St Joseph’s College is celebrated for its inclusive, family atmosphere, welcoming boys from all around the globe. Our international family is particularly special, adding another layer to the rich diversity of students at the Hunters Hill campus.
At Joeys, boys are encouraged to be global citizens, engaging with students from all walks of life so that they can better understand and contribute to the world.
It is this emphasis on inclusivity and academic rigour that drew the families of Tom Williams and Tristan Seeto to the College. The Williams are based in Hong Kong, while the Seetos live in Papua New Guinea. Both families were looking for a school that would embrace their sons wholeheartedly and super-charge their academic performance.
Tristan’s previous schooling was very different to Joeys. His international primary school in the East New Britain town of Kokopo often had as few as seven students in his year. His parents, Brendan and Katherine, run a spare parts sales and vehicle repair workshop. They were keen to ensure Tristan would have access to a secondary education that enabled him to reach his full potential.
When he first walked through the Mark St gates, Tristan was nervous, hoping that he would be accepted. He shouldn’t have been. At the College, you are – as the famous College saying goes – a new boy for only one day, and a Joe-Boy for life.
“Coming from such a small place, more than 3,000 kilometres away, I wasn’t that talkative,” Tristan says. “But being at Joeys brought me out and made me more social and allowed me to make so many new mates from all over Australia and Asia.”
His mother agrees: “Over the years, Tristan has met a good group of very supportive friends and we know that he is in a caring environment.”
The fact that boarders and day boys eat, study and play together means no boy is left behind and strong friendships form easily. Parents receive regular updates from the boarding coordinators on their sons’ progress which is especially reassuring to overseas-based mothers and fathers.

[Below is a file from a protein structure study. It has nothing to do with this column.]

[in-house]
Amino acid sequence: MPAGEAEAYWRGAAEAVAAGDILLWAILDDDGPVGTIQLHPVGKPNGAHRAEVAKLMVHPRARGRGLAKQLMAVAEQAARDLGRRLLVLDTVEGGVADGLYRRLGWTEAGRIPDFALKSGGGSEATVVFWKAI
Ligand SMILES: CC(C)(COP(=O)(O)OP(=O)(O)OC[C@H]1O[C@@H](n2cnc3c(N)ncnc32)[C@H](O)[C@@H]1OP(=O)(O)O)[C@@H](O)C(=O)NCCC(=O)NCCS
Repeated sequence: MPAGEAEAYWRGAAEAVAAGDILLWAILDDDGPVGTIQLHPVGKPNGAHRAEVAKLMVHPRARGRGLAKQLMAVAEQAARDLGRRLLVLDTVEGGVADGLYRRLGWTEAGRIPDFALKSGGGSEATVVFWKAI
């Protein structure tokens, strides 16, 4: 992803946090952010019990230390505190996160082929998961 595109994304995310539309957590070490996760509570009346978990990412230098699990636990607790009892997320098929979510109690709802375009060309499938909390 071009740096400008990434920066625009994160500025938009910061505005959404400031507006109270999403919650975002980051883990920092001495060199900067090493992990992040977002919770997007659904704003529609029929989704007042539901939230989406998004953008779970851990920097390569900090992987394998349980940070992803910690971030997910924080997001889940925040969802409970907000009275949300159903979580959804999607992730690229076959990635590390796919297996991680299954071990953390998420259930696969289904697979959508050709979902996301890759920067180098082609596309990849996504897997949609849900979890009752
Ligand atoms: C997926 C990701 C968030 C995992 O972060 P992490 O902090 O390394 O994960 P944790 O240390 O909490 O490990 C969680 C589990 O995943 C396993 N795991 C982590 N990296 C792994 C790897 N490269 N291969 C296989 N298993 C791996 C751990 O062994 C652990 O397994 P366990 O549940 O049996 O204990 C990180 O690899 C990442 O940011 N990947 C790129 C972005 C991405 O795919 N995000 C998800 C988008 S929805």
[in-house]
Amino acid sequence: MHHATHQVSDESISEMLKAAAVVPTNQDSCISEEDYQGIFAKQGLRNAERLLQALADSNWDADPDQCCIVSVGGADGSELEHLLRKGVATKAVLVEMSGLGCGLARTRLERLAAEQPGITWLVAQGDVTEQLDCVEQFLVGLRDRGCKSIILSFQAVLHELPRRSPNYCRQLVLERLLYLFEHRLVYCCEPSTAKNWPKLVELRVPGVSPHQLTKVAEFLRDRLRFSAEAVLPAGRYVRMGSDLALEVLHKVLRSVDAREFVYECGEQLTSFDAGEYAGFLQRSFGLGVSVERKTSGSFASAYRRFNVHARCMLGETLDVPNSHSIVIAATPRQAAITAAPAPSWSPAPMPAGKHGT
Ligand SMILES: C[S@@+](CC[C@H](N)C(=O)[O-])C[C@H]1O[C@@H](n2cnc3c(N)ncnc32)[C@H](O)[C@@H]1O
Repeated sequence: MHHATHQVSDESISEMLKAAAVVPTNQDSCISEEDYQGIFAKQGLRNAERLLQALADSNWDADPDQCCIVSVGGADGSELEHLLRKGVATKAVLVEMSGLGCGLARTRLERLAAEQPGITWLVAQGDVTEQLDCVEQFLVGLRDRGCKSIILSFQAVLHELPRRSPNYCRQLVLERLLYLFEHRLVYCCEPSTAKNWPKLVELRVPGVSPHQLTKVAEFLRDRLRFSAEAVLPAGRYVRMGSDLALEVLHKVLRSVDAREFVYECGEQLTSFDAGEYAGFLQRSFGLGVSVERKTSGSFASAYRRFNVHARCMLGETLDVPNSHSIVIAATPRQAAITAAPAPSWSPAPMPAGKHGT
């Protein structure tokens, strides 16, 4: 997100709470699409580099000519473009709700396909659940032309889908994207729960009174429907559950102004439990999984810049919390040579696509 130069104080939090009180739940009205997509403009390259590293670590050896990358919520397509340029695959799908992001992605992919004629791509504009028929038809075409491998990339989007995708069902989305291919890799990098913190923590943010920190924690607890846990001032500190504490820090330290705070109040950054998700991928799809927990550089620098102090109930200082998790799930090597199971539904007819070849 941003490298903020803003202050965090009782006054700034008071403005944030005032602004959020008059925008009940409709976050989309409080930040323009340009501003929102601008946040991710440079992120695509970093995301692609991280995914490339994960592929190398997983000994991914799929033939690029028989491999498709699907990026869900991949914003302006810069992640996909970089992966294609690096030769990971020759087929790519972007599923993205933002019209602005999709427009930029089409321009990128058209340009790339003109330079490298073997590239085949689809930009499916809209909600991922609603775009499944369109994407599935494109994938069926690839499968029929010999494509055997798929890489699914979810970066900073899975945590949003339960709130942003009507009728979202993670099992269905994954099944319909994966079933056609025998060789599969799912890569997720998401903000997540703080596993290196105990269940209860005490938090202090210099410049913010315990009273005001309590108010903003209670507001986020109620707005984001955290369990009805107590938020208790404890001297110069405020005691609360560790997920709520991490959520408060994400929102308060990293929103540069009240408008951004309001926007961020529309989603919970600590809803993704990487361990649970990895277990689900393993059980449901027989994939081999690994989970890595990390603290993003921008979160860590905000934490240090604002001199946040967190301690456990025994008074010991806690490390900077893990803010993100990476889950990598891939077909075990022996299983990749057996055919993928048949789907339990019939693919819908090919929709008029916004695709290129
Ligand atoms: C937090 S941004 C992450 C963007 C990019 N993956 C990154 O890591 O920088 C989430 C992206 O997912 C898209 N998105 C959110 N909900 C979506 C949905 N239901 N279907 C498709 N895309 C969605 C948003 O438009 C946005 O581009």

Perhaps Tristan’s biggest fear when he came to the school was that catching up academically would prove a huge obstacle. Instead, he has flourished under the guidance of the College’s dedicated teaching staff and the supervised study program, which ensures boys become consistent, self-starting learners.
Now in Year 11, he has received several academic awards and is weighing up which career he will choose. This wasn’t always the case. “In Year 7 I was in the lower English and maths classes, so I put a lot of effort in and thanks also to the hard work of my teachers I’m now in the top classes.”
Joeys’ structured learning program was also a major reason why Peter Williams and wife Catherine chose the College for their son Tom’s secondary education. Australian expats working in finance, they had met the headmaster on one of his annual Hong Kong visits and been impressed by what they heard from him and other parents who had put their sons through Joeys.
“We felt Tom needed structure and consistency,” he says. “Joeys gave him the support and the nudge he needed.”
“I also lost my American accent,” Tom laughs – a legacy of the international school he attended in Hong Kong. Indeed, Tom found there were many students from similar backgrounds to his.
“It was really diverse – there were boys from Hong Kong and Singapore and it was good to be able to talk with them and share our experiences.”
The high-quality facilities and teaching staff inspired him to knuckle down and focus on improving his study habits.
“I didn’t have much motivation before I came to Joeys, but I thought of it as a fresh start and the teachers are so good there was no excuse for me not to do well.”
His academic results have been impressive.
“Joeys lifted his performance,” Peter says. “Previously when I would ask him about what he was doing at school he wouldn’t say much but now he was telling me about the assignments he had due and was enthusiastic. He was on top of things and self-motivated.”
As Australia’s biggest boarding school for boys, the College dorms are hives of great activity and social interaction. Students discuss their school projects and cocurricular interests and revel in each other’s company. Depending on their age, on weekends they enjoy supervised excursions to attractions such as amusement parks or football matches and are given time to visit friends.
Both Tristan and Tom value the great sense of mateship the dorms cultivate.
“I really like the culture,” Tom says. “Everyone looks out for each other and everyone’s always having a good time.”
Tristan says this togetherness extends to Joeys’ many sporting fields. “There is so much camaraderie in playing and wanting to win together. It’s been a real highlight for me.”
As Tom and Tristan settle into their senior years at the College, their parents can rest assured knowing their sons are receiving the best education, pastoral care and career guidance they need to develop into fine young men.
Joeys is the boys’ family away from home – and their international background only adds to the College’s diverse character.
“We are so happy with our choice,” Katherine says. “Tristan is a long way from us but we have seen his confidence grow over the years and he has matured considerably at Joeys.”
Peter concurs: “We’ve never had reason to worry about Tom. We have seen him develop into a resilient and thoughtful young man.”